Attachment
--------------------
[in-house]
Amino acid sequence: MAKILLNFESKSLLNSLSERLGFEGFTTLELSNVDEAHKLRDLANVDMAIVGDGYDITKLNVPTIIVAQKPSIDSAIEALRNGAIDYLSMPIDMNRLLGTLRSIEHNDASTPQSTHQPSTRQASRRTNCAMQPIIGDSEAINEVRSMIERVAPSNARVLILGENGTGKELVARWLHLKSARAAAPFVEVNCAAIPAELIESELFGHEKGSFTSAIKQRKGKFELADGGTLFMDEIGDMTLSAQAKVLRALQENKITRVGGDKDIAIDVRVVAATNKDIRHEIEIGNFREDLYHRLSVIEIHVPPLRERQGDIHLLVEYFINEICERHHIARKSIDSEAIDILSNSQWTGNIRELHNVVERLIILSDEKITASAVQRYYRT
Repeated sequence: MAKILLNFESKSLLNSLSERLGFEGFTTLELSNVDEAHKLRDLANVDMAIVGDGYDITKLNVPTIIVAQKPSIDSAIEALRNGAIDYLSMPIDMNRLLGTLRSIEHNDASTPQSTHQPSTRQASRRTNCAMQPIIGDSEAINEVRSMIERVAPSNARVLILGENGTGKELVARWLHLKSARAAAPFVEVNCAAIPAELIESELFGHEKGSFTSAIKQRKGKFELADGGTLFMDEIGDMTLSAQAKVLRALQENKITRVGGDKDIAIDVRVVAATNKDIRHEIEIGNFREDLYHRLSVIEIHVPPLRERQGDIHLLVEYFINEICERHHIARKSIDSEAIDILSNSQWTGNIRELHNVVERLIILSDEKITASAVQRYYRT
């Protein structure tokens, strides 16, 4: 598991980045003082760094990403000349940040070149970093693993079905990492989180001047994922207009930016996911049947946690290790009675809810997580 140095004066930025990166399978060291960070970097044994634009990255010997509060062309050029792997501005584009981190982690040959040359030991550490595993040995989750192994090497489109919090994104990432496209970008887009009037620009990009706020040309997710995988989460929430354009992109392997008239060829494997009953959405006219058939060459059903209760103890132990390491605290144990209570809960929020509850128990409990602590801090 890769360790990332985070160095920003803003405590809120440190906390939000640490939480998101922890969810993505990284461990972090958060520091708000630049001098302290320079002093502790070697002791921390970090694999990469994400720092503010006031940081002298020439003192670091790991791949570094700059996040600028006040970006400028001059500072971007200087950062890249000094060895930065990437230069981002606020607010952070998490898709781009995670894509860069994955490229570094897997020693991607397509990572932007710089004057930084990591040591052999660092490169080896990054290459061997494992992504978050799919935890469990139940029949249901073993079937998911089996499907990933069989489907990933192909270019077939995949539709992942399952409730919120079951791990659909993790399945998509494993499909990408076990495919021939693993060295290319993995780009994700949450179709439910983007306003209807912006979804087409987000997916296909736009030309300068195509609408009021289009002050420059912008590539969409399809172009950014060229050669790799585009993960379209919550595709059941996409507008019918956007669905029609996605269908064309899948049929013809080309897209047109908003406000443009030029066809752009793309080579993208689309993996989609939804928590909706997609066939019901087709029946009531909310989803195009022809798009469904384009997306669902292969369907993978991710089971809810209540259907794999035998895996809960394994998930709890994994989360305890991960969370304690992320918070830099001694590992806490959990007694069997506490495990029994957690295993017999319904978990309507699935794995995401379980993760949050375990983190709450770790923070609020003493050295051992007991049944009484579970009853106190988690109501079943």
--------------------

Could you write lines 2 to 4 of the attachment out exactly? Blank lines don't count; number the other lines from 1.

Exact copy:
Amino acid sequence: MAKILLNFESKSLLNSLSERLGFEGFTTLELSNVDEAHKLRDLANVDMAIVGDGYDITKLNVPTIIVAQKPSIDSAIEALRNGAIDYLSMPIDMNRLLGTLRSIEHNDASTPQSTHQPSTRQASRRTNCAMQPIIGDSEAINEVRSMIERVAPSNARVLILGENGTGKELVARWLHLKSARAAAPFVEVNCAAIPAELIESELFGHEKGSFTSAIKQRKGKFELADGGTLFMDEIGDMTLSAQAKVLRALQENKITRVGGDKDIAIDVRVVAATNKDIRHEIEIGNFREDLYHRLSVIEIHVPPLRERQGDIHLLVEYFINEICERHHIARKSIDSEAIDILSNSQWTGNIRELHNVVERLIILSDEKITASAVQRYYRT
Repeated sequence: MAKILLNFESKSLLNSLSERLGFEGFTTLELSNVDEAHKLRDLANVDMAIVGDGYDITKLNVPTIIVAQKPSIDSAIEALRNGAIDYLSMPIDMNRLLGTLRSIEHNDASTPQSTHQPSTRQASRRTNCAMQPIIGDSEAINEVRSMIERVAPSNARVLILGENGTGKELVARWLHLKSARAAAPFVEVNCAAIPAELIESELFGHEKGSFTSAIKQRKGKFELADGGTLFMDEIGDMTLSAQAKVLRALQENKITRVGGDKDIAIDVRVVAATNKDIRHEIEIGNFREDLYHRLSVIEIHVPPLRERQGDIHLLVEYFINEICERHHIARKSIDSEAIDILSNSQWTGNIRELHNVVERLIILSDEKITASAVQRYYRT
């Protein structure tokens, strides 16, 4: 598991980045003082760094990403000349940040070149970093693993079905990492989180001047994922207009930016996911049947946690290790009675809810997580 140095004066930025990166399978060291960070970097044994634009990255010997509060062309050029792997501005584009981190982690040959040359030991550490595993040995989750192994090497489109919090994104990432496209970008887009009037620009990009706020040309997710995988989460929430354009992109392997008239060829494997009953959405006219058939060459059903209760103890132990390491605290144990209570809960929020509850128990409990602590801090 890769360790990332985070160095920003803003405590809120440190906390939000640490939480998101922890969810993505990284461990972090958060520091708000630049001098302290320079002093502790070697002791921390970090694999990469994400720092503010006031940081002298020439003192670091790991791949570094700059996040600028006040970006400028001059500072971007200087950062890249000094060895930065990437230069981002606020607010952070998490898709781009995670894509860069994955490229570094897997020693991607397509990572932007710089004057930084990591040591052999660092490169080896990054290459061997494992992504978050799919935890469990139940029949249901073993079937998911089996499907990933069989489907990933192909270019077939995949539709992942399952409730919120079951791990659909993790399945998509494993499909990408076990495919021939693993060295290319993995780009994700949450179709439910983007306003209807912006979804087409987000997916296909736009030309300068195509609408009021289009002050420059912008590539969409399809172009950014060229050669790799585009993960379209919550595709059941996409507008019918956007669905029609996605269908064309899948049929013809080309897209047109908003406000443009030029066809752009793309080579993208689309993996989609939804928590909706997609066939019901087709029946009531909310989803195009022809798009469904384009997306669902292969369907993978991710089971809810209540259907794999035998895996809960394994998930709890994994989360305890991960969370304690992320918070830099001694590992806490959990007694069997506490495990029994957690295993017999319904978990309507699935794995995401379980993760949050375990983190709450770790923070609020003493050295051992007991049944009484579970009853106190988690109501079943």